According to Madhav Thambisetty, neurologist and senior clinical investigator at the National Institute of Aging, experts are watching the data for Leqembi closely to better understand specific risks for patients.
Thambisetty believes that if the drug does receive FDA approval, physicians must account for risk factors like APOE4 before prescribing the drug.
Other researchers and clinicals Being Patient interviewed took an even stronger stance, saying that the risks are too great to justify the drug’s use: Karl Herrup, an Alzheimer’s researcher at the University of Pittsburgh, expressed concern about the long-term impact of ARIA for patients taking monoclonal antibody drugs for Alzheimer’s. “I would say to a patient group that I recommend against it,” Herrup told Being Patient.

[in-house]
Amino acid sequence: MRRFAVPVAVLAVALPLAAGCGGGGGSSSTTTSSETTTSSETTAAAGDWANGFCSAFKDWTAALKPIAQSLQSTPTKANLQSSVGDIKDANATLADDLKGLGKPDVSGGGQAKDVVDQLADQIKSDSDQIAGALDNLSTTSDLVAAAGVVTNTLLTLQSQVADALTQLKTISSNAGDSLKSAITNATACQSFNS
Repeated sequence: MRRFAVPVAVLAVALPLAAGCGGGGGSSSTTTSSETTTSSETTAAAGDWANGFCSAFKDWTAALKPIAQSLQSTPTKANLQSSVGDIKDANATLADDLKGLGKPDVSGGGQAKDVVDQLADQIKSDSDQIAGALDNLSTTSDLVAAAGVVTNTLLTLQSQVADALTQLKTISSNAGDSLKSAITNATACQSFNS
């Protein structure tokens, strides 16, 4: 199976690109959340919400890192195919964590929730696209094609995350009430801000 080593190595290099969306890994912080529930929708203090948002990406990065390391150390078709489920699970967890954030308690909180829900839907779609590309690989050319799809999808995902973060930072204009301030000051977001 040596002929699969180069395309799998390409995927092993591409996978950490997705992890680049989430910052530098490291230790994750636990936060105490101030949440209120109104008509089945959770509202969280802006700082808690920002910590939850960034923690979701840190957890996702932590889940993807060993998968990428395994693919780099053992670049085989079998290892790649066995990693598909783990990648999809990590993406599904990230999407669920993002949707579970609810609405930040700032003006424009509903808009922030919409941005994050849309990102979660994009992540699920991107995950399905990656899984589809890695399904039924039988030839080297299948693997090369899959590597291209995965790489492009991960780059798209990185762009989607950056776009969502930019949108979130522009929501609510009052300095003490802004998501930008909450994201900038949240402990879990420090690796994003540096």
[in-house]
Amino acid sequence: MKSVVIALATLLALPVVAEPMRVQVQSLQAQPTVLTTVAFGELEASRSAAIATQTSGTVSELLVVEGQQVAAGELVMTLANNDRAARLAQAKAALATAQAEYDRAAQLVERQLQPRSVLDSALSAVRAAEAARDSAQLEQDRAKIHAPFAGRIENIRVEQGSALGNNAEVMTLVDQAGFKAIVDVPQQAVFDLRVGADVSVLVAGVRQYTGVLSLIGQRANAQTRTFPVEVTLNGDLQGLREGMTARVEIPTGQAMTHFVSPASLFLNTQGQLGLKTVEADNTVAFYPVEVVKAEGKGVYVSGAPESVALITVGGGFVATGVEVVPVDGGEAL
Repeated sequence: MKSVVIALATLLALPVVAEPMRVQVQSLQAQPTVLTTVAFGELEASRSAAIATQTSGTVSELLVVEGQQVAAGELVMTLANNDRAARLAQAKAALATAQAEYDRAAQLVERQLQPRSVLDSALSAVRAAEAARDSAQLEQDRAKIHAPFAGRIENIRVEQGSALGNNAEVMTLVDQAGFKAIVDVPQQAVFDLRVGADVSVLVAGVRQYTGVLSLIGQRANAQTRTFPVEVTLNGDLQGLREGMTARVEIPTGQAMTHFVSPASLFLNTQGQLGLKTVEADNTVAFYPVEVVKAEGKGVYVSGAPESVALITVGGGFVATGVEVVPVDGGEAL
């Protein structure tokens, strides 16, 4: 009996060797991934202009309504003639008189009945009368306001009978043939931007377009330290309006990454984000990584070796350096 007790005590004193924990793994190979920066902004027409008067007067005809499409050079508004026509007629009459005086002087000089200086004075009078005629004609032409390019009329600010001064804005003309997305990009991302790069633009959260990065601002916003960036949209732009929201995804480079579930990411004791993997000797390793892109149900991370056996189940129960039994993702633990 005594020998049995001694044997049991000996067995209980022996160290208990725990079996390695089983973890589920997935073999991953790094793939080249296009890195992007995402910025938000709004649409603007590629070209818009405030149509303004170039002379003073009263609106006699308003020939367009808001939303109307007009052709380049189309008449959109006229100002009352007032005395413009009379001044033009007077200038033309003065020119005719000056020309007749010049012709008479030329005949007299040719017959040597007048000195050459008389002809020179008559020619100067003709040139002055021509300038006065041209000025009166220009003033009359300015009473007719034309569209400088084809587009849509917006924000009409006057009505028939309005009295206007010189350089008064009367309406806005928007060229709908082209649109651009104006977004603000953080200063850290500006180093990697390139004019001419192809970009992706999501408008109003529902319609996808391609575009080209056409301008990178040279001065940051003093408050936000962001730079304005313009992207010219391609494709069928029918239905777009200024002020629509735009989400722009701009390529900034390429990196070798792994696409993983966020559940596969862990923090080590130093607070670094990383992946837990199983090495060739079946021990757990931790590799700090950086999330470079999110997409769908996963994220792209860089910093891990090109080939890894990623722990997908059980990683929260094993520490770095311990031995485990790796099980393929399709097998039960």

Cerebral amyloid angiopathy
Up to 80 percent of people with Alzheimer’s people with Alzheimer’s have a condition called cerebral amyloid angiopathy (CAA). In CAA, amyloid plaques crowd the brain’s blood vessels, replacing the muscles that normally surround them. Leqembi and other anti-amyloid antibodies weaken the blood vessels by getting rid of these plaques. The blood vessels become weak and susceptible to hemorrhage.
People living with Alzheimer’s and CAA might have a higher risk of brain bleeds if they opt for a monoclonal antibody treatment like Leqembi.
A pre-existing history of vascular events in the brain